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QUENTIN CRISP was the 20th century’s Oscar Wilde. He was a man of extravagant lifestyle and immense wit. Paraphrasing the Noël Coward song title, Crisp referred to himself as “one of the stately homos of England.” Like Oscar Wilde, Crisp was gay before the meaning of the word evolved—and both at a time when it was illegal in Great Britain. (Male homosexuality remained a crime until 1967 in England and Wales; 1980 in Scotland; 1982 in Northern Ireland. Lesbians were never affected by the statute.)
Born Denis Charles Pratt, he changed his name to Quentin Crisp when he was in his twenties. Early on, Crisp chose to cultivate, rather than conceal, his unconventional nature. Flaming red hair, foppish hat and feminine tailoring made him instantly recognizable.
Crisp recognized the importance of being honest with one’s style: “It’s no good running a pig farm badly for 30 years while saying, ‘Really, I was meant to be a ballet dancer.’ By then, pigs will be your style.”
At the onset of World War II, Crisp was turned down by the British army, its reason being his “suffering from sexual perversion.” A lady friend said, “not suffering, but glorifying.” During the war, Crisp worked briefly in an engineering drafting office. Then he began a three-decade career as an art-school model. About this career, Crisp said, “It was like being a civil servant, except that you were naked.”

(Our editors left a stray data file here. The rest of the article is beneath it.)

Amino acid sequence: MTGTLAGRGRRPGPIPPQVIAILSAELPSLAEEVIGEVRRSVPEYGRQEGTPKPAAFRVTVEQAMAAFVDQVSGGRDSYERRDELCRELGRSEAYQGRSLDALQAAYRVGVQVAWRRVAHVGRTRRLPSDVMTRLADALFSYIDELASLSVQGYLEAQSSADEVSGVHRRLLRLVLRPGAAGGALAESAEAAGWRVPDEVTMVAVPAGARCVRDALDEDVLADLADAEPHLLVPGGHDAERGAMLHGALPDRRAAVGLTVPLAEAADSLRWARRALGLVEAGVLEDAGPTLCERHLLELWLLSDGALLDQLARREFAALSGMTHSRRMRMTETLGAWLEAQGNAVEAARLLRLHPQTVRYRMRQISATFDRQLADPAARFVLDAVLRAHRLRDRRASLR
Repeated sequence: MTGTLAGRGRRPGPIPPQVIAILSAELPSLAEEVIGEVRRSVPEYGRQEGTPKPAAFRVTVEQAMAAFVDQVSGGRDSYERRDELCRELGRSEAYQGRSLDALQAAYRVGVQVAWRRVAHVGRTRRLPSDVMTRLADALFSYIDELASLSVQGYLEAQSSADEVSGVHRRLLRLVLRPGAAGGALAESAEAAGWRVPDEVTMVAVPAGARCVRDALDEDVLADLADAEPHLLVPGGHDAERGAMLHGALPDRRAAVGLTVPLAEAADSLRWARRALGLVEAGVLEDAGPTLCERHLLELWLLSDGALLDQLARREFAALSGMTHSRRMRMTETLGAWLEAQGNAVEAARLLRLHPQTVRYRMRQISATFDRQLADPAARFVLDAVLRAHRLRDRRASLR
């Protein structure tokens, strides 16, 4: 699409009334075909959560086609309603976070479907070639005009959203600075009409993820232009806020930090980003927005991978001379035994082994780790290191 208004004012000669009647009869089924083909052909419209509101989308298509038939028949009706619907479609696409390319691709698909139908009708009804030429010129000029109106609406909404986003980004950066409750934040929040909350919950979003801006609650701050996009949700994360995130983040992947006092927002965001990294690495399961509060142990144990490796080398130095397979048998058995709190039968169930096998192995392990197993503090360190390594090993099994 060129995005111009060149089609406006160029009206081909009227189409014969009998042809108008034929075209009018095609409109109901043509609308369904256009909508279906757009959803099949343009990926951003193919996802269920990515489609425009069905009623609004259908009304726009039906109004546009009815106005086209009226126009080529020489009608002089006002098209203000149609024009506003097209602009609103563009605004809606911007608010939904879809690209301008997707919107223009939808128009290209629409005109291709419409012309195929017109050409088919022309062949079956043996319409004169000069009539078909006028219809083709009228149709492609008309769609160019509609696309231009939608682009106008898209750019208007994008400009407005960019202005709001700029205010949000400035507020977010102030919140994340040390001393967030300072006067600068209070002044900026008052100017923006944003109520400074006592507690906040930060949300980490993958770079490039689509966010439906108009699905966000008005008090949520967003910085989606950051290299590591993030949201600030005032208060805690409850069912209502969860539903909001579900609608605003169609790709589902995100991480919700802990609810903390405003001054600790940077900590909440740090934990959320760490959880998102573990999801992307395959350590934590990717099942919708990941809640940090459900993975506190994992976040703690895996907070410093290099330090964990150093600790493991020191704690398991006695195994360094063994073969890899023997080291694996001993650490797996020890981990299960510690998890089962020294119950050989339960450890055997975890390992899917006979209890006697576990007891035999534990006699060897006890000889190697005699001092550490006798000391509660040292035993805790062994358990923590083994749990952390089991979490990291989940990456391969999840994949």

The Naked Civil Servant was Crisp’s first full-length book, published in 1968 and adapted into a TV movie starring John Hurt in 1975. Though serious moments exist in The Naked Civil Servant, much of it sparkles with Crisp’s wit: “Keeping up with the Joneses was a full-time job with my mother and father. It was not until many years later when I lived alone that I realized how much cheaper it was to drag the Joneses down to my level.”
On the matter of truth, Doing It with Style advises, “The only time a stylist ever lies is when the lie is so obvious and outrageous that the intent is clearly to entertain rather than to deceive.” In Manners from Heaven, Crisp gives an example of this in the altruistic lie for mutual good: “The lie is the basic building block of good manners. That may seem mildly shocking to a moralist—but then what isn’t?”
Crisp’s opinions were far-ranging, cogent and occasionally barbed. He enjoyed solitude, observing “Living en famille provides the strongest motives for rudeness combined with the maximum opportunity for displaying it.”
Crisp devised a hit one-man show, An Evening with Quentin Crisp, and toured Britain with it. He took the show to America and moved to New York City in 1981.
Fame brought Crisp his first movie role, as Polonius in the Royal College of Art’s 1976 production of Hamlet; Helen Mirren was in it too, playing dual roles of Ophelia and Gertrude. Another Crisp flick, The Bride, 1985, starred Sting, who acknowledged Crisp as something of a mentor. Sting’s Englishman in New York, dedicated to Crisp, has the line “It takes a man to suffer ignorance and smile,/Be yourself no matter what they say.”
In the film Orlando, based on Virginia Woolf’s time-travel/gender-switch novel, Crisp portrayed Elizabeth I. The film, released in 1992 and rereleased in selected theaters in 2010, won several awards and Academy Award nominations.
Still residing in America in 1999, Crisp died at age 90 while on tour in Manchester, England.
One of Crisp’s aphorisms sums up his life of style well: “Believe in fate, but lean forward where fate can see you.” ds
© Dennis Simanaitis, SimanaitisSays.com, 2015